How do you place the Afro-indigenous and Afro-futurist imaginary in the discussion about the formation of Amazonian culture?
Culture is a process of intercurrences. It doesn’t freeze. It has the hotness of being a human production. It incorporates in its composition all the variations social life goes through. There is no change of reality without the related cultural change. The Afro culture resulting from the growing presence of blacks, who have a true devotion to their original culture and their power, began to contribute to the enrichment of the Indians’ and caboclos’ original culture. In the case of techno-tacky, in addition to lambada and guitarrada rhythms, it is a contribution from Caribbean cultures, which, in turn, are also of African origin. In my view, although the “internationalized” urban imaginary starts to have greater dissemination and weight, the distinctive character of the poetics dominance remains in the Amazon. The poetics of the imaginary.
To what extent “daydreaming” relates to Amazonian communities’ nomadic lives?
Daydreaming is like a waking dream. A trip on the riverocean of imagination. It is born in the individual waterhole to flow into the ocean of social imaginary through art, fabulous narratives, mysticism. Daydreaming accompanies the nomadic life as a form of desire for a life created by the daydreamer. As if the daydreamer wanted to create his destiny.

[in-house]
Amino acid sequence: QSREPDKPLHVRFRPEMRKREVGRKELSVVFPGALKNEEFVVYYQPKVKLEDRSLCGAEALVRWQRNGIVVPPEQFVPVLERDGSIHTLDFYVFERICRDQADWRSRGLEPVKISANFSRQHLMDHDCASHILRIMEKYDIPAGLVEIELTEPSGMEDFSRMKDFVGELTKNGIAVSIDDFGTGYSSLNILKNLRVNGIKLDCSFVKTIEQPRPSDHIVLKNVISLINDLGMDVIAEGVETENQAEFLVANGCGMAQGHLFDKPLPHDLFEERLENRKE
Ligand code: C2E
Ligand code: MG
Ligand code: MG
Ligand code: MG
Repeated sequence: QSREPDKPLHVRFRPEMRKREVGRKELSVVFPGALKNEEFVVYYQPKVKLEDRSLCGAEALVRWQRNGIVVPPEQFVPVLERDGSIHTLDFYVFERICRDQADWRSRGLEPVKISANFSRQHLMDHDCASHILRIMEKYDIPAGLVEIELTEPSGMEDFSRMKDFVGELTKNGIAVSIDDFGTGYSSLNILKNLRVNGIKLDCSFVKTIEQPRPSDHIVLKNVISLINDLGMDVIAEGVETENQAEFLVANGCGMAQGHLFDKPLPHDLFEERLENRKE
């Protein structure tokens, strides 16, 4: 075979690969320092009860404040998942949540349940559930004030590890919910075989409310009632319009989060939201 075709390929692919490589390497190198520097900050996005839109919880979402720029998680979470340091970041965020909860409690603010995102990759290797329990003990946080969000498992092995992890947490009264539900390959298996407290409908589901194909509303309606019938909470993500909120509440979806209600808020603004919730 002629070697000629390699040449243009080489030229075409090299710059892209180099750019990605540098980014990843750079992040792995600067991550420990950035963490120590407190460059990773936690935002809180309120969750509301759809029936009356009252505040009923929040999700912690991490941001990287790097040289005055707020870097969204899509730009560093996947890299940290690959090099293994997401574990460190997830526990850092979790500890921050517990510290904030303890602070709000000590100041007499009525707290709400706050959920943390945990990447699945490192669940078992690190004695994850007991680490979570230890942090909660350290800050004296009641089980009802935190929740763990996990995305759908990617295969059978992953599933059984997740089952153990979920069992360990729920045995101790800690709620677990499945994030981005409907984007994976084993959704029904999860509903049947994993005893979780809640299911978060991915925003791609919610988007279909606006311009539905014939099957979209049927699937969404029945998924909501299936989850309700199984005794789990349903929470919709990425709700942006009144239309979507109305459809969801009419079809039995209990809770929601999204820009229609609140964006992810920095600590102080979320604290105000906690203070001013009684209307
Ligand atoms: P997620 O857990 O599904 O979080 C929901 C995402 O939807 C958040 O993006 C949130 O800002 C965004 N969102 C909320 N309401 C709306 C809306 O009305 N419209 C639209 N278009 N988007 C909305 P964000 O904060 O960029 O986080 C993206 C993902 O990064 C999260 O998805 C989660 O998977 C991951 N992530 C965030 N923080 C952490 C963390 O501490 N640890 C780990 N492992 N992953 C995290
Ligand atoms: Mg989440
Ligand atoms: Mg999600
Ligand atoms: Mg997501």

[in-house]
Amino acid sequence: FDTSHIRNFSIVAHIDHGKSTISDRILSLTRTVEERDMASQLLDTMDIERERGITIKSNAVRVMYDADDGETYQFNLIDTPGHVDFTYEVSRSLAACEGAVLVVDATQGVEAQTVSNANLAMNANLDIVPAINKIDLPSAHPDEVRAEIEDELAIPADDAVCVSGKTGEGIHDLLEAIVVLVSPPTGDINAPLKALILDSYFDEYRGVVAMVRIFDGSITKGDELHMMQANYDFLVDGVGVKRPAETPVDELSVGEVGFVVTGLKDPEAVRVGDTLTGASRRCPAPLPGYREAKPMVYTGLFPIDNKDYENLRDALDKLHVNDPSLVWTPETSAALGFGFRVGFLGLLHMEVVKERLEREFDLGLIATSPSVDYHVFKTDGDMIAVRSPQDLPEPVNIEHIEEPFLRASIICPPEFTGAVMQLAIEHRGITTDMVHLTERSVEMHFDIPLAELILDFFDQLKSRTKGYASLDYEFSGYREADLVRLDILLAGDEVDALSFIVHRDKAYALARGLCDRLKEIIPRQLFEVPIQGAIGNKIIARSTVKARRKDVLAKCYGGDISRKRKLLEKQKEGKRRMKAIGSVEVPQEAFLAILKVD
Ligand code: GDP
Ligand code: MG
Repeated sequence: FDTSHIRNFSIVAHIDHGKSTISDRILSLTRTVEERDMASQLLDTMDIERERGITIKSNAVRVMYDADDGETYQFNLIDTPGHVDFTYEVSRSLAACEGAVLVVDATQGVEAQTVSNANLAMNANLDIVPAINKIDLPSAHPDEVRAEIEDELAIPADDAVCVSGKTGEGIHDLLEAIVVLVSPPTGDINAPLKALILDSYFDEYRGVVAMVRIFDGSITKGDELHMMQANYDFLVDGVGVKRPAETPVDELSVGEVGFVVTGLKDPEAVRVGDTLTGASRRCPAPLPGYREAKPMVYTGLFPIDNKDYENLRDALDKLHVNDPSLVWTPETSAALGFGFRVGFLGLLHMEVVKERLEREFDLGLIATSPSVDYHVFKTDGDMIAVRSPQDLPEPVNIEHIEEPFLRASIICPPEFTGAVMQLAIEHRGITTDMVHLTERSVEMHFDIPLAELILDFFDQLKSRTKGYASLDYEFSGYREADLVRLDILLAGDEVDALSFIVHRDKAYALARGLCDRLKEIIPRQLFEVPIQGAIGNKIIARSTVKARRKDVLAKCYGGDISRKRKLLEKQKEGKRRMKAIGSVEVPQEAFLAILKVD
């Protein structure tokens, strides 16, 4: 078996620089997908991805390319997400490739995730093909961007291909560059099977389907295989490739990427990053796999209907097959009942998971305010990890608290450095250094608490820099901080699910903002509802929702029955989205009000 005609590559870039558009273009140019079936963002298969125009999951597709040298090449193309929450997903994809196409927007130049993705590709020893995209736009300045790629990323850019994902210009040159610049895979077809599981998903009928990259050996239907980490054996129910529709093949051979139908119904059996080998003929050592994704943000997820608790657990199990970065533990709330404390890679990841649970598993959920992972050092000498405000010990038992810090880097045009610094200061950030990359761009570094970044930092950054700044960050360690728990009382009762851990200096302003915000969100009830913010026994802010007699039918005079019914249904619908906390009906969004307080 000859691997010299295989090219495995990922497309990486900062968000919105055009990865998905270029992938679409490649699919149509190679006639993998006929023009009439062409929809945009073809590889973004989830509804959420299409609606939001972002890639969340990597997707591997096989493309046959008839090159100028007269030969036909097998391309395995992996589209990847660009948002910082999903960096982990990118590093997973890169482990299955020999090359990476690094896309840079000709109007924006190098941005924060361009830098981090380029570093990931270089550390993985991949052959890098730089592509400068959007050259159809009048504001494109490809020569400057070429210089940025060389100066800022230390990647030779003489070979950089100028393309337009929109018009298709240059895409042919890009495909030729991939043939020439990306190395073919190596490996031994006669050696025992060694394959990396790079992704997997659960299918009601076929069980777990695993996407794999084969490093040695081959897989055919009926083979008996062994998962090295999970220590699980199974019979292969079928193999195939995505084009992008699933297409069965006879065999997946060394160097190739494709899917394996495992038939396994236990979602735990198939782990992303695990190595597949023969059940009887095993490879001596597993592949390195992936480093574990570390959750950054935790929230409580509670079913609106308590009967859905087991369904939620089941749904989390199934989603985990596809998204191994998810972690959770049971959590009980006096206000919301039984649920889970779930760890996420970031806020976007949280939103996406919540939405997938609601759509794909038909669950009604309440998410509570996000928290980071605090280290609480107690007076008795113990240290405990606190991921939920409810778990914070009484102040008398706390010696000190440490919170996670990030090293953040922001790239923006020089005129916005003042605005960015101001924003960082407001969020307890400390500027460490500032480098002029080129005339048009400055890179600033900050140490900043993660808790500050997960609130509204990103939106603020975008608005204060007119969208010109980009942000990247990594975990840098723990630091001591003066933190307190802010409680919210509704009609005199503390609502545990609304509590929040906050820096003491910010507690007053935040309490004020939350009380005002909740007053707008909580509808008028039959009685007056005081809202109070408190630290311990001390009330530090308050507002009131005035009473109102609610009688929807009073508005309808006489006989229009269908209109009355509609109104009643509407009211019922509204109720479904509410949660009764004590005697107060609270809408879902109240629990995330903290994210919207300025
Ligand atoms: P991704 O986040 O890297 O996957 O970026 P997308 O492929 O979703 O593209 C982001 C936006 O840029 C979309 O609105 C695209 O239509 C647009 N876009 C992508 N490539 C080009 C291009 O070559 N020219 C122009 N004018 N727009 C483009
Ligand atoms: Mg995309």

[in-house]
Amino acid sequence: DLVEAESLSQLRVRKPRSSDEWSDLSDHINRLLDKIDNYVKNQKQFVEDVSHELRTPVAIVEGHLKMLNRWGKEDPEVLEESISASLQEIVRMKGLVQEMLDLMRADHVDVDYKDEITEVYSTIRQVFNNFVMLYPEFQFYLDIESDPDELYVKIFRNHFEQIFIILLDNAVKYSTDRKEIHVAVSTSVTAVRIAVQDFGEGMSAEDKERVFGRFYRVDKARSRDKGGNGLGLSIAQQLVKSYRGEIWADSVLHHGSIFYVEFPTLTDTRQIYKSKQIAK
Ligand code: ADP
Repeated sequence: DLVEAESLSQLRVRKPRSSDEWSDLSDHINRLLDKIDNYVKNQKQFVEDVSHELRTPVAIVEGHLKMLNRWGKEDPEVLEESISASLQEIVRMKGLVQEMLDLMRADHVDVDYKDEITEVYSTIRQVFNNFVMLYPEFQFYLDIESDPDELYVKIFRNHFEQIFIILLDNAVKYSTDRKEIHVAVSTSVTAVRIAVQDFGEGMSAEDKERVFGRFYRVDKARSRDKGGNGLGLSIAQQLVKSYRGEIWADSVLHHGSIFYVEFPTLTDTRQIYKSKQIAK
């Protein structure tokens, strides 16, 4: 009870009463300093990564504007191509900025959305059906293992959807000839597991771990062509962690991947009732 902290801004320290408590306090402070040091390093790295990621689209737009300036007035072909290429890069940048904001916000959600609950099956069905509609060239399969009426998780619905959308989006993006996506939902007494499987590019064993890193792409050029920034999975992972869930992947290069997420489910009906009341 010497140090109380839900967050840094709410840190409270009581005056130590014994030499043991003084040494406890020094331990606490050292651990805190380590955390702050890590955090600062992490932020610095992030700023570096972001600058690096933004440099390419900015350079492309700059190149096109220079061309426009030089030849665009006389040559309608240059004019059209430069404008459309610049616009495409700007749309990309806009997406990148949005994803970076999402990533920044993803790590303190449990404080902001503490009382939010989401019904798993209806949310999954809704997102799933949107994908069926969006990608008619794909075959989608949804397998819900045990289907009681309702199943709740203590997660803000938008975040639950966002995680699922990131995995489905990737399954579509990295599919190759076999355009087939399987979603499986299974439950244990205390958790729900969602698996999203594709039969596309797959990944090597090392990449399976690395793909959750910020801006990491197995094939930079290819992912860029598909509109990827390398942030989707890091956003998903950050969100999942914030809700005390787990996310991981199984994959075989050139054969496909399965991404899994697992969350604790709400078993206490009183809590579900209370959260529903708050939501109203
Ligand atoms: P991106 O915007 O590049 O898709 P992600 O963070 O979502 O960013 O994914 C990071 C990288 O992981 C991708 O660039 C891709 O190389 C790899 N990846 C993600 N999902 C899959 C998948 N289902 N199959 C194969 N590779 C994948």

And how does the meeting between the imaginaries of the forest man and the Amazonian man in urban centers take place today?
It is when the forest man feels the impact of prejudice related to his culture. And the pressure to substitute the products of that imaginary, seen as backward, for those offered by the city, which represent the present, the civilized. This meeting is impactful, because it comes from a daily coexistence in the educational system, in media programs, in political life, in the job market.
In the text “Poetry as the Enchantment of Language,” published in the catalog of Pororoca – The Amazon at MAR, you relate the enchantments to an “Olympus submerged in Amazonian rivers.” You claim the epic is the sailing in large boats on the ocean and the lyrical to navigate the rivers in small canoes. Where is the origin of convergence between Amazonian theogony and classical antiquity?